Wednesday, December 19, 2012


Sufis talk about two kinds of love. One they call muhabbah; it means the ordinary love, lukewarm, momentary, partial. One moment it is there, another moment it is gone. It has no depth, no intensity. You call it passion, but it is not passionate. It is not such a flame which can burn you. You don't become aflame with it; it remains something under your control. You don't become possessed by it, you don't lose yourself in it. You remain in control.Thats not the kind which transforms your being.

The other kind of love, the real love..the authentic love, Sufis call it ISHQ; 
Since a person has a body, mind and soul, an all-encompassing word is needed to cover these three dimensions. This is the Persian word ‘ishq’. The lexicographer Jawhari (d. 453/1061) defined ‘ishq, literally, as “being excessive in love (al-hubb). The word is derived from the root ‘a-sha-qa’ an ivy plant. This climber winds itself around other plants. Thus, the lover or ‘the Ashiq’ feels an overpowering intensity of his passion to entwine with the beloved or Mashouka, blinded by her shortcomings.This is love divine without any conditions. This word used by the Sufis, ‘ishq’ means love with total intensity. One is lost in it, one is possessed by it. One goes mad in it. It also includes man’s love for God. So it is pure love with no lust.
Ghazali noted a hadith in which the Prophet (pbuh) spoke of “intense love” (‘ishq): The Messenger of God (pbuh) stated, “Whoever feels intense love, is virtuous, keeps his love hidden, and then dies, he will indeed die as a martyr.”
This is immortalised by the romantic fable of Laila-Majnu. The lover, Majnu, was oblivious to the fact that his beloved Laila was dark skinned. He continued to yearn for her – even putting her higher than God. Majnu faced many hardships but never wavered in his ‘ishq’ for Laila.

One needs to be in such love that one is ready to risk all. That love is Ishq. We have all known muhabbah, the so-called ordinary love, which is just an emotion, a sentiment, superficial. One day you are in love, another day you are in hate. This is not ishq, ishq has depth. This is only circumference. This is just a mask; this is part of your personality. Ishq, passionate love for God, is not of the personality. It is of the essence. It comes from jour center; from the very ground of your being it arises and possesses you. It is not within your control; on the contrary, you are in its control. Yes, you are drunk and you are mad.This ISHQ is an alchemical transformation which annihilates your ego and makes you a seeker.Its essence is divine.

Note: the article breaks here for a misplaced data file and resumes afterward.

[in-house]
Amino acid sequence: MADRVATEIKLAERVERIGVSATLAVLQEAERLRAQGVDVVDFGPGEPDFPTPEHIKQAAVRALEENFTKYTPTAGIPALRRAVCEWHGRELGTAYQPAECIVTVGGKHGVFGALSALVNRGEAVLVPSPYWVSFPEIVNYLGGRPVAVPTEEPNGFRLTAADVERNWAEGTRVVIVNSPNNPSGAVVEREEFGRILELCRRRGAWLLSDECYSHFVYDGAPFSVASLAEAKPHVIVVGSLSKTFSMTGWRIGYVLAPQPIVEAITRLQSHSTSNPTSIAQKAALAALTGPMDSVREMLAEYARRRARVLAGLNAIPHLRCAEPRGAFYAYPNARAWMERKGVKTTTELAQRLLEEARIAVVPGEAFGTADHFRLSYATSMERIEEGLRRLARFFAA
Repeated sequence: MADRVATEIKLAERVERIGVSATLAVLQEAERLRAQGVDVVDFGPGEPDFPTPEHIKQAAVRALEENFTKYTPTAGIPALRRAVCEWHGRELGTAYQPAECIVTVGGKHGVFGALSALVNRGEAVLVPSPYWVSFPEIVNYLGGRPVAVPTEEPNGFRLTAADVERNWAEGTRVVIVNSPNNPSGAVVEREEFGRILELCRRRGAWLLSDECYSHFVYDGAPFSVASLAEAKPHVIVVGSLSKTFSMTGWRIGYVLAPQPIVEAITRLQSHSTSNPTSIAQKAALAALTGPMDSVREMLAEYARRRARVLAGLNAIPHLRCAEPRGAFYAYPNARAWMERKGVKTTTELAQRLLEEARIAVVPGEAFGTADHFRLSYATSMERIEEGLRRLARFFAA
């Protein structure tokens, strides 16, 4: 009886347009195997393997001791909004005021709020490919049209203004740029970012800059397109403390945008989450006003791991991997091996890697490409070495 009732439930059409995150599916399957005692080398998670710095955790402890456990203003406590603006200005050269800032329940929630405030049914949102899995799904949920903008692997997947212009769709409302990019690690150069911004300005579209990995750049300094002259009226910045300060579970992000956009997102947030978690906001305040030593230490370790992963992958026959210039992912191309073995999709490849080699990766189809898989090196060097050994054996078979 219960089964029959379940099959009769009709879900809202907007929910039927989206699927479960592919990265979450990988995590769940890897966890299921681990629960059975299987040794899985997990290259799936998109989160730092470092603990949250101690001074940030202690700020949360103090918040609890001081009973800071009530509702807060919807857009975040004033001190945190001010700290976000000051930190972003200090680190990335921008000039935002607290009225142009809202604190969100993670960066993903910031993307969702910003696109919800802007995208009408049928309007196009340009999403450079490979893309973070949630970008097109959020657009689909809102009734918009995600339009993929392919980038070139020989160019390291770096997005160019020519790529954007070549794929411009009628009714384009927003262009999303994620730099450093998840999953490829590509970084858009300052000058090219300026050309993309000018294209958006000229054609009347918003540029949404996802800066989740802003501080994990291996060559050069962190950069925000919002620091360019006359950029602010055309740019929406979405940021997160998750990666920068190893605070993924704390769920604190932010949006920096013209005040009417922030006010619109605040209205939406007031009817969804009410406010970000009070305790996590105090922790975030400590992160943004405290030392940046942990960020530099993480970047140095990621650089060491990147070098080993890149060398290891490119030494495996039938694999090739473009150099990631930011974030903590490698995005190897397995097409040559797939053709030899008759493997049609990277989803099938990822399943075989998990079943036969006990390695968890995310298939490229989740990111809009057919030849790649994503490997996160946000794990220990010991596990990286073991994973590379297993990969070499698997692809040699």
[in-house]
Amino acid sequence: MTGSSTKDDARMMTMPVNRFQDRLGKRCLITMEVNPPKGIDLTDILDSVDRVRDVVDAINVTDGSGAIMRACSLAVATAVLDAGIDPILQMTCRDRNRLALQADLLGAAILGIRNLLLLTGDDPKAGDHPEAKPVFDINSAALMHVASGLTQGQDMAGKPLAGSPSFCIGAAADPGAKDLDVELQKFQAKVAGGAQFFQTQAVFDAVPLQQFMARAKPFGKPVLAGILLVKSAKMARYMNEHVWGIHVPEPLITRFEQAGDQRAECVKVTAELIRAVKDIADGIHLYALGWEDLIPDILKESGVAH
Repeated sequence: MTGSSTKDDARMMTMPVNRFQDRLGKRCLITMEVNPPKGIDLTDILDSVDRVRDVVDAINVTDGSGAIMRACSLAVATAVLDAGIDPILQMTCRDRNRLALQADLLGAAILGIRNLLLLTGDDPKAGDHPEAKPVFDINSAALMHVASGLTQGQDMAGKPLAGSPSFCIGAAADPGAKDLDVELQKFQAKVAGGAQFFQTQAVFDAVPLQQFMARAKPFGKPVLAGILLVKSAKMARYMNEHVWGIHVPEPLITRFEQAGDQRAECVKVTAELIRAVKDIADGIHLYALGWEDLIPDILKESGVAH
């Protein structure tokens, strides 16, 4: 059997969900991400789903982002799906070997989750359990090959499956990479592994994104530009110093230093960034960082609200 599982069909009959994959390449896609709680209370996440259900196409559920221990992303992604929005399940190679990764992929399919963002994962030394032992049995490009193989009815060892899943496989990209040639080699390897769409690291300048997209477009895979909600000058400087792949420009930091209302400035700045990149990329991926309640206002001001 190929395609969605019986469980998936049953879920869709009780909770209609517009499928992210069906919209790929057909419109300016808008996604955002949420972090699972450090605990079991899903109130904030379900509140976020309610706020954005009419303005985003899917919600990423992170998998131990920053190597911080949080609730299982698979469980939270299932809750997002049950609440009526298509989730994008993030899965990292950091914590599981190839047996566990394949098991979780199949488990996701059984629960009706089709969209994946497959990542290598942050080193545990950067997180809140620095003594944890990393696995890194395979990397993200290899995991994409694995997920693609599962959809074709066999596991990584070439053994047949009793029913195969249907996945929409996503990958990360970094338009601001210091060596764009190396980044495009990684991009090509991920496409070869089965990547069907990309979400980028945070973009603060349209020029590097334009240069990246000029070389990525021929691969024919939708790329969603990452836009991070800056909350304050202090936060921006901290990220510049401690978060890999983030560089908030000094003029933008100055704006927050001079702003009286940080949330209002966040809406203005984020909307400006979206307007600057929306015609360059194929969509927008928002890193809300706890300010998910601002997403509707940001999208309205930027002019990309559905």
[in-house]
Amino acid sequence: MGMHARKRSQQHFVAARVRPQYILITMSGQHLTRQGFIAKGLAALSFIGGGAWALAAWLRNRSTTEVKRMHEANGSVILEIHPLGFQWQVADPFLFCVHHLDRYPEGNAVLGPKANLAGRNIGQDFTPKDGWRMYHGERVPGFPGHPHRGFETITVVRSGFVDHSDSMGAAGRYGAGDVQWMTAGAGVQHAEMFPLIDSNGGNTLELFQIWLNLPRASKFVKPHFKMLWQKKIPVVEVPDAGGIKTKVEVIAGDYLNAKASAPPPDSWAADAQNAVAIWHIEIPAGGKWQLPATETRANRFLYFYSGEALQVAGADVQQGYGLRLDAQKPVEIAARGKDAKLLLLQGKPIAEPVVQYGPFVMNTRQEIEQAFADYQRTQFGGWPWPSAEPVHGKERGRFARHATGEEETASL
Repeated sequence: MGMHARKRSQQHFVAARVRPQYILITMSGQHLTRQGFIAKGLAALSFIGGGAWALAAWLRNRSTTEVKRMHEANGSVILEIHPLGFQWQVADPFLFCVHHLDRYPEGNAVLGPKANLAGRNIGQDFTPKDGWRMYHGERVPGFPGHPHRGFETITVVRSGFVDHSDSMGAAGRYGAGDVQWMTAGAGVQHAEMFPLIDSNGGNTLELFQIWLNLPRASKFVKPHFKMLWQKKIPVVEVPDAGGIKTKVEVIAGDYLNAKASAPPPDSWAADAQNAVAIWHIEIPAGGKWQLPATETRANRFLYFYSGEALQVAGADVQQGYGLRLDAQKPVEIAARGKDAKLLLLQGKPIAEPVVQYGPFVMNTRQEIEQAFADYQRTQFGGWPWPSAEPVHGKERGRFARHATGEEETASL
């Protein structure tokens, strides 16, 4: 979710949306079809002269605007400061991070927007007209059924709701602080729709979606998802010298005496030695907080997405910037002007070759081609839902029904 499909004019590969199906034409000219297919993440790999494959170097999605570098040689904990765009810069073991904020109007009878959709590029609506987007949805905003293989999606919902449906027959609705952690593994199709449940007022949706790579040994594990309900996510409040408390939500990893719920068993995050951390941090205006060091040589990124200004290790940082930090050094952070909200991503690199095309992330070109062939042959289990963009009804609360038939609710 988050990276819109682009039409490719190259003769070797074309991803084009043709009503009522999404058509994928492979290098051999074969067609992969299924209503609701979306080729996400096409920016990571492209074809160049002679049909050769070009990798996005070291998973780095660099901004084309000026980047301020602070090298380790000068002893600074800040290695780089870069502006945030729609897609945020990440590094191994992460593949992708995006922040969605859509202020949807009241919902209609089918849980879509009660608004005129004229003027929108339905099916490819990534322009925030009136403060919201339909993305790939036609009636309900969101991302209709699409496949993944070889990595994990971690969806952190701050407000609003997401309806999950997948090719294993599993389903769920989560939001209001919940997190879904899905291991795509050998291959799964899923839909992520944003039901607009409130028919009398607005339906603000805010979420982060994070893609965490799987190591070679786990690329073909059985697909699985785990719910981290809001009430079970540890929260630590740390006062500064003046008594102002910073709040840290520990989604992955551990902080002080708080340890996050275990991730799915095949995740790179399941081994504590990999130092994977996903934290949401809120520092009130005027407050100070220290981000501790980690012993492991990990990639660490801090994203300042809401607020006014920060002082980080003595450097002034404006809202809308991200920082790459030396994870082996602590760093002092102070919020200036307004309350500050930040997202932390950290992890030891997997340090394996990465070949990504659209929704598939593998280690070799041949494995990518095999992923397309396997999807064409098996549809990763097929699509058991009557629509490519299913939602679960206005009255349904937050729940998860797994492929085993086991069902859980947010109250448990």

Mawlana Rumi (d. 672/1273), in his collection of ecstatic poetry, the Divan-i Shams-i Tabrizi, exclaims in praise,
This love is so fine, this love that we have is so fine, O God!
So exquisite, so good, and so beautiful, O God!
Zihi ‘ishq zihi ‘ishq, kah ma rast khudaya,
Chi naghz ast u chi khub ast chi zibast khudaya

Mention the word ‘ishq’ and you open the magic door to the Sufi mystics, their poetry, their music and their dance. Some of the most evocative poems that touch the hidden depths of the heart (indeed, the soul) have been composed for ‘ishq’.To become an Ashiq  is a quantum leap: it is a non-calculated step. It is only for the mad ones. But God is only for the mad ones. Those who calculate remain part of the marketplace. Calculation keeps you in the world.
Sufis have found ways and methods of how to create ishq. That is the whole sufi alchemy: how to create ishq in you, how to create such passion that you can ride on the wave of it and reach to the ultimate.
Sufism is a great experiment in human consciousness: how to transform human consciousness into ishq. It is alchemy.Non-being is the way to being, and love is the most adequate method to disappear.If you decide in favor of the ego you will have to remain loveless. Love and ego cannot go together.And if you fall in love ...the ego must dissappear.LOVE then is a station on the sufi path.

In a strikingly ecstatic passage in his Alchemy of Happiness (Kimiya-yi sa‘adat), al-Ghazali considers ‘ishq as that which arises in the fourth and final stage of practicing the remembrance of God (dhikr). This fourth stage occurs when

"the object of the remembrance dominates the heart (and that object is God-Haqq – not the remembrance)…. This is the result of one-pointed love (mahabbat-i mufrad), which is called “intense love” (‘ishq). The heart of the lover who is burning with love (‘ashiq-i garmraw) is always with the Beloved (ma’shuq). It might even occur that on account of the intense degree of preoccupation of the heart with the Beloved, the name of the Beloved may be forgotten. When one becomes so drowned and forgets one’s self and everything – except God (Haqq) –one reaches the beginning of the path of Tasawwuf. Sufis call this condition “passing away” (fana’) and “not existing” (nisti); meaning that as a result of the remembrance of God, everything has become non-existent; and such a person also has become non-existent, namely the one who has forgotten his or her self"
If love is not there the ego can be; if love is there the ego cannot be. And vice versa, if ego is dropped, love arrives from all the directions.A Sufi mystic says:
l thought of You so often
that I completely became You.
Little by little You drew near
and slowly but slowly I passed away.


  1. `In the effacement of my name and the outline of my form,
    I asked about me so I said: You.`

    - Mansur Al-Hallaj

  2. Your post is absolutely right about ISHQ!

  3. Marvelous and inspiring piece of writing.